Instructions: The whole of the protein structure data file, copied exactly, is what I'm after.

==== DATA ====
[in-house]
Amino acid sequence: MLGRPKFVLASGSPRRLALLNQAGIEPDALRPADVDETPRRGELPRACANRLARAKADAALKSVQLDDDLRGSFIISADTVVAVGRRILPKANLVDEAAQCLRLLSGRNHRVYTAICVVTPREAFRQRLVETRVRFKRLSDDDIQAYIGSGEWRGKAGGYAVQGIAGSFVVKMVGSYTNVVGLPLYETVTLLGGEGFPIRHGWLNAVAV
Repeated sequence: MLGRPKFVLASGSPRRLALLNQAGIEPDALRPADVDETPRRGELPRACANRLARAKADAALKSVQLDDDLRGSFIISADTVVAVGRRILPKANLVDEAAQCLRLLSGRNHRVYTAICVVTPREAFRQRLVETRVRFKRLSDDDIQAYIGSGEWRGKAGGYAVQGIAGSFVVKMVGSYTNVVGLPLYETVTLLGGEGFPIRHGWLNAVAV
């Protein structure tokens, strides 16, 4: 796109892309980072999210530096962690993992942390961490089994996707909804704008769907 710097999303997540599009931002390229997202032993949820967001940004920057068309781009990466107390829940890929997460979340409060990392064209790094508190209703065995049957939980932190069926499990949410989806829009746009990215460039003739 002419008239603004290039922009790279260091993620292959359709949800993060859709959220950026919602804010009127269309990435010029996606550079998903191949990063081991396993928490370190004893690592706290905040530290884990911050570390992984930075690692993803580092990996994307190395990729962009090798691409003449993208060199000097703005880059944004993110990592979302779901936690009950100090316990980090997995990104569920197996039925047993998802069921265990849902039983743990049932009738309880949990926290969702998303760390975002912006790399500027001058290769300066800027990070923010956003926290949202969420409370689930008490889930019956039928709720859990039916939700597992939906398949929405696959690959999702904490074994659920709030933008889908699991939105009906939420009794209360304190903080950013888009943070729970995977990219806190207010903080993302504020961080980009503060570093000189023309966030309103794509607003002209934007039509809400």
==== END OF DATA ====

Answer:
[in-house]
Amino acid sequence: MLGRPKFVLASGSPRRLALLNQAGIEPDALRPADVDETPRRGELPRACANRLARAKADAALKSVQLDDDLRGSFIISADTVVAVGRRILPKANLVDEAAQCLRLLSGRNHRVYTAICVVTPREAFRQRLVETRVRFKRLSDDDIQAYIGSGEWRGKAGGYAVQGIAGSFVVKMVGSYTNVVGLPLYETVTLLGGEGFPIRHGWLNAVAV
Repeated sequence: MLGRPKFVLASGSPRRLALLNQAGIEPDALRPADVDETPRRGELPRACANRLARAKADAALKSVQLDDDLRGSFIISADTVVAVGRRILPKANLVDEAAQCLRLLSGRNHRVYTAICVVTPREAFRQRLVETRVRFKRLSDDDIQAYIGSGEWRGKAGGYAVQGIAGSFVVKMVGSYTNVVGLPLYETVTLLGGEGFPIRHGWLNAVAV
């Protein structure tokens, strides 16, 4: 796109892309980072999210530096962690993992942390961490089994996707909804704008769907 710097999303997540599009931002390229997202032993949820967001940004920057068309781009990466107390829940890929997460979340409060990392064209790094508190209703065995049957939980932190069926499990949410989806829009746009990215460039003739 002419008239603004290039922009790279260091993620292959359709949800993060859709959220950026919602804010009127269309990435010029996606550079998903191949990063081991396993928490370190004893690592706290905040530290884990911050570390992984930075690692993803580092990996994307190395990729962009090798691409003449993208060199000097703005880059944004993110990592979302779901936690009950100090316990980090997995990104569920197996039925047993998802069921265990849902039983743990049932009738309880949990926290969702998303760390975002912006790399500027001058290769300066800027990070923010956003926290949202969420409370689930008490889930019956039928709720859990039916939700597992939906398949929405696959690959999702904490074994659920709030933008889908699991939105009906939420009794209360304190903080950013888009943070729970995977990219806190207010903080993302504020961080980009503060570093000189023309966030309103794509607003002209934007039509809400």